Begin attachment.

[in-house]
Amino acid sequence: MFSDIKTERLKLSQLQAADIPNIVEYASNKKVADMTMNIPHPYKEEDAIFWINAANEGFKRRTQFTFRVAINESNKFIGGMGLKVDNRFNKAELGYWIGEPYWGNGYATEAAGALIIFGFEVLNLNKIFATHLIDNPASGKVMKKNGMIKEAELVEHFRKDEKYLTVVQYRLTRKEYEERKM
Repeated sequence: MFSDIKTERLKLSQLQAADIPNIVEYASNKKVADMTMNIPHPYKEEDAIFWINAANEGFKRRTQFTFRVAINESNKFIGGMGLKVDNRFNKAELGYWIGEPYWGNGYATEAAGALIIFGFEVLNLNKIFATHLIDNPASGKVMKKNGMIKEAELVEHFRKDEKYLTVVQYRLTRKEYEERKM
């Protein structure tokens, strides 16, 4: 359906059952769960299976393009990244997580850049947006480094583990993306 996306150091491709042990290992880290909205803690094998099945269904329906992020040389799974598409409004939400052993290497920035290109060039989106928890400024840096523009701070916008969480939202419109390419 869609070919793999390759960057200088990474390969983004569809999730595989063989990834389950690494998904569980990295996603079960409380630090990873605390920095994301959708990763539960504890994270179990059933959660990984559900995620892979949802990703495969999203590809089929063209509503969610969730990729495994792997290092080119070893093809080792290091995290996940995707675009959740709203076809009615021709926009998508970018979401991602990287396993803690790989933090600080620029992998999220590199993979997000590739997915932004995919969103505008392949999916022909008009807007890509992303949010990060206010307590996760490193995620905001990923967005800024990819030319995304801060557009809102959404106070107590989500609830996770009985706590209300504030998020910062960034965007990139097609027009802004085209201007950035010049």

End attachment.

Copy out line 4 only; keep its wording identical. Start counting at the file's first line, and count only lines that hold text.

């Protein structure tokens, strides 16, 4: 359906059952769960299976393009990244997580850049947006480094583990993306 996306150091491709042990290992880290909205803690094998099945269904329906992020040389799974598409409004939400052993290497920035290109060039989106928890400024840096523009701070916008969480939202419109390419 869609070919793999390759960057200088990474390969983004569809999730595989063989990834389950690494998904569980990295996603079960409380630090990873605390920095994301959708990763539960504890994270179990059933959660990984559900995620892979949802990703495969999203590809089929063209509503969610969730990729495994792997290092080119070893093809080792290091995290996940995707675009959740709203076809009615021709926009998508970018979401991602990287396993803690790989933090600080620029992998999220590199993979997000590739997915932004995919969103505008392949999916022909008009807007890509992303949010990060206010307590996760490193995620905001990923967005800024990819030319995304801060557009809102959404106070107590989500609830996770009985706590209300504030998020910062960034965007990139097609027009802004085209201007950035010049």